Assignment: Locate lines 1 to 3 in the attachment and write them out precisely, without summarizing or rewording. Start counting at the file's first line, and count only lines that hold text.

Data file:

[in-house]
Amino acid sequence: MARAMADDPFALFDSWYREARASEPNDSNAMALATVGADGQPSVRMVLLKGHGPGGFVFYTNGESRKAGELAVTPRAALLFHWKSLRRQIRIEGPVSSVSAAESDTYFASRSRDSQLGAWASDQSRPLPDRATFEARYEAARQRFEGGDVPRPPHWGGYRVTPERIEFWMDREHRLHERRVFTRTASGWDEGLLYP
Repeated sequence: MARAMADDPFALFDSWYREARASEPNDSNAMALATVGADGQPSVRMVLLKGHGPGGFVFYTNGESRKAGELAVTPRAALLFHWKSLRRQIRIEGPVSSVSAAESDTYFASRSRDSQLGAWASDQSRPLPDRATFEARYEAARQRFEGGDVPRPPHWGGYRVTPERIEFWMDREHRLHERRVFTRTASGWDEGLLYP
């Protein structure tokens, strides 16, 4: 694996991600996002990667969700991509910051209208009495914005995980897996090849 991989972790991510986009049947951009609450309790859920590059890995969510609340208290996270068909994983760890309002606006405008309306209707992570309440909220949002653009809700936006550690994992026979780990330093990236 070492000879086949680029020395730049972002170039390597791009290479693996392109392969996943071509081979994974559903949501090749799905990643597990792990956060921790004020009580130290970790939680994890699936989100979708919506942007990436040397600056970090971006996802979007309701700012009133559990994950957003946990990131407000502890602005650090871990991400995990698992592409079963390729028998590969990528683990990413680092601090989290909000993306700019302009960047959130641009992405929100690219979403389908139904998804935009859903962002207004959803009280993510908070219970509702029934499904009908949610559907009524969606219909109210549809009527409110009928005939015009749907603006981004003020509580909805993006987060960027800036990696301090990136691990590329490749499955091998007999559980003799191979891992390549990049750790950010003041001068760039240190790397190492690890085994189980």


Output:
[in-house]
Amino acid sequence: MARAMADDPFALFDSWYREARASEPNDSNAMALATVGADGQPSVRMVLLKGHGPGGFVFYTNGESRKAGELAVTPRAALLFHWKSLRRQIRIEGPVSSVSAAESDTYFASRSRDSQLGAWASDQSRPLPDRATFEARYEAARQRFEGGDVPRPPHWGGYRVTPERIEFWMDREHRLHERRVFTRTASGWDEGLLYP
Repeated sequence: MARAMADDPFALFDSWYREARASEPNDSNAMALATVGADGQPSVRMVLLKGHGPGGFVFYTNGESRKAGELAVTPRAALLFHWKSLRRQIRIEGPVSSVSAAESDTYFASRSRDSQLGAWASDQSRPLPDRATFEARYEAARQRFEGGDVPRPPHWGGYRVTPERIEFWMDREHRLHERRVFTRTASGWDEGLLYP